As promised, the National Association of Realtors (NAR) released its revised totals yesterday on existing-home sales, and the “meaningful” changes the association had foretold came out to a 14.6 percent downward revision for 2010’s existing-home sales and a 14.3 downward revision for the three years prior to that.
Understandably, analysts and media outlets seized upon the new sales numbers; they were, after all, the main focus of NAR’s press release on the revisions. Bill McBride of Calculated Risk, though, in addition to The Wall Street Journal, has highlighted another, potentially more valuable revision to NAR’s recent statistical activity: shrinking housing inventories.
“Although there are many distressed sales still to come, this decline in visible inventory is a significant story,” McBride wrote in a comment on the revisions.
How significant? According to graphs McBride posted in a subsequent message, post-revision inventories are substantially below their presumed levels, by as much as half a million homes in some instances.
“Inventory has been revised down sharply for years 2007 through 2011,” McBride wrote. “As expected, with the downward revision, inventory is now at late 2005 levels.”
Writing for the Journal on inventories, Nick Timiraos reported similar statistics.
“The number of homes listed for sale in the U.S. fell for the sixth straight month in November to the lowest level since the housing bust began in 2006,” he wrote. “The 2.01 million homes listed for sale was down by 4.8 percent from October and by 21.3 percent from one year ago.”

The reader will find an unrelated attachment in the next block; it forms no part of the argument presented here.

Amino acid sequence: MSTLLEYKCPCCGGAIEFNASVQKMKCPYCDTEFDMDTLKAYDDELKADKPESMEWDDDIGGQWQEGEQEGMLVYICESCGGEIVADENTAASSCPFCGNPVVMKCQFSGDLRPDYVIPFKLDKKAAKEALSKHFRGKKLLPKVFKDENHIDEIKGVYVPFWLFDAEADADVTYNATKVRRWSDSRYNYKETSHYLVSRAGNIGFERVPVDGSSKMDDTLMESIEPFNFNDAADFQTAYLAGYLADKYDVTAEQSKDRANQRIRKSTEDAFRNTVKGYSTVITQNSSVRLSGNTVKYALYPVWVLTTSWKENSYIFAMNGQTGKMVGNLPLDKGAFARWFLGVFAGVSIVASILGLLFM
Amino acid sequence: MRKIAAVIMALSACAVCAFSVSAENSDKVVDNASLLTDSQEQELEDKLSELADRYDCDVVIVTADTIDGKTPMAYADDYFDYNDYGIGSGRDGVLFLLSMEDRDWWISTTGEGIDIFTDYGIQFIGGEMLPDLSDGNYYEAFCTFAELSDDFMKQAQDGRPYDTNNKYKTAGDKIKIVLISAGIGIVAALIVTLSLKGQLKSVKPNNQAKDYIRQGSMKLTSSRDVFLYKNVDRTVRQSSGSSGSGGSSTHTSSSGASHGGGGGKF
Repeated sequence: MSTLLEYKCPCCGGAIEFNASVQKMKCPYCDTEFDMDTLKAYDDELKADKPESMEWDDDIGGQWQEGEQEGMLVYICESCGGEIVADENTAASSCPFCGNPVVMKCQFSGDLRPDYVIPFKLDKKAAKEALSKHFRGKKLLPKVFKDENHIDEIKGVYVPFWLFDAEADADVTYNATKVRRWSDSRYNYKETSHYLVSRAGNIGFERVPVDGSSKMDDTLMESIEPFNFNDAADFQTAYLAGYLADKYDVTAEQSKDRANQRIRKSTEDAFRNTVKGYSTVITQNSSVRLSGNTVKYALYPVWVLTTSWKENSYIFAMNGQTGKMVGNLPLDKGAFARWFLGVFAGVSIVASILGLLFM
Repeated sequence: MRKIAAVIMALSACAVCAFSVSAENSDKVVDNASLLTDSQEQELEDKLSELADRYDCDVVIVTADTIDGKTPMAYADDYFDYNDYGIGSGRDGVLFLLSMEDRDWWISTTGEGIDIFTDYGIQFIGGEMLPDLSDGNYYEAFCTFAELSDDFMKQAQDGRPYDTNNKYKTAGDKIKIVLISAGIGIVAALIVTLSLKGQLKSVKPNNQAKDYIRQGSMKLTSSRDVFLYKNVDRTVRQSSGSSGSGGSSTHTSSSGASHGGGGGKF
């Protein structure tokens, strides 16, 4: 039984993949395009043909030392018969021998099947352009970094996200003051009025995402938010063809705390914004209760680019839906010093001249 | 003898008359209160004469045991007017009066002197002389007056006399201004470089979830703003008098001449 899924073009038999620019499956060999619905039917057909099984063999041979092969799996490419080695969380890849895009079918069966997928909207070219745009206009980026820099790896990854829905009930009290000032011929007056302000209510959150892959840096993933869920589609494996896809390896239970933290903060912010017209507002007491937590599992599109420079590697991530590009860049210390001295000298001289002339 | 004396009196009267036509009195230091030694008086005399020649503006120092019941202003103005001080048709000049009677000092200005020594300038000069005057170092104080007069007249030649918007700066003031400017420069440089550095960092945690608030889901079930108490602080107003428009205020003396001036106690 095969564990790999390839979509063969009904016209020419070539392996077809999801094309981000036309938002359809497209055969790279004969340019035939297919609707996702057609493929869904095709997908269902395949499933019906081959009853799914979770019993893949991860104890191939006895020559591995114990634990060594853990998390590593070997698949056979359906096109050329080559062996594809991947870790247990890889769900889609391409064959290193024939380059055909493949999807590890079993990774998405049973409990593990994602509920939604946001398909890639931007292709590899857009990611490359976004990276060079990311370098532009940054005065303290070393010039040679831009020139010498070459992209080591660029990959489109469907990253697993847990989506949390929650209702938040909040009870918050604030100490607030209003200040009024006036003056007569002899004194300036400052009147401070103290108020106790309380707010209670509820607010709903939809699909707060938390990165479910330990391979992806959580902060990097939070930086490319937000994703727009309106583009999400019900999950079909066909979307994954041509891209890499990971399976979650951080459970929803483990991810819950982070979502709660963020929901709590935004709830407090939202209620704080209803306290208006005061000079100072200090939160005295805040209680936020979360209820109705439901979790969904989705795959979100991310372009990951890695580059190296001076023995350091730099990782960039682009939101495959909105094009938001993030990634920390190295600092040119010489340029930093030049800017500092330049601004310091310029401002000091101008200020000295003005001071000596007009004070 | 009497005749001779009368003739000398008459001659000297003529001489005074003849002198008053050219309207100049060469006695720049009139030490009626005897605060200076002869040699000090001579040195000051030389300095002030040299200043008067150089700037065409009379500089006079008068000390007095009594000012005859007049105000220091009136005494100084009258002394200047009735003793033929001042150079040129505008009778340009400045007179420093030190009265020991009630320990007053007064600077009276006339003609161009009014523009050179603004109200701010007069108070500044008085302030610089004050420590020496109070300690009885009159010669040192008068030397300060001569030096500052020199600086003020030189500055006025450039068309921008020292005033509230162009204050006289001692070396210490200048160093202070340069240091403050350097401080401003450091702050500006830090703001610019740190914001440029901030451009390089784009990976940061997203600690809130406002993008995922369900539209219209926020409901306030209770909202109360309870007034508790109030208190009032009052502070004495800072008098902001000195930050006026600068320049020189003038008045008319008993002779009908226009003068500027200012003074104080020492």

Timiraos also pointed out an unexpected nuance of the inventory topic, one that we’ve covered here before. Although shrinking inventories would appear to be a good thing – after all, there are an estimated 1 to 3 million vacant properties floating around the market right now, and that’s not counting the 1.6 million shadow inventory properties – a large part of those falling inventories is not increased sales or conversions to rentals, but the most “attractive supply,” as Timiraos puts it, being pulled off the market in the face of falling home values.
Data that Zillow released yesterday put the lost value in housing for 2011 at $681 billion, and many homeowners of the most appealing single-family units are simply unable to accept such losses on their homes. So, they take the property off the market, inventories fall, and the available supply of homes looks increasingly lackluster. And as McBride showed, the quantity of that supply was even less than originally thought.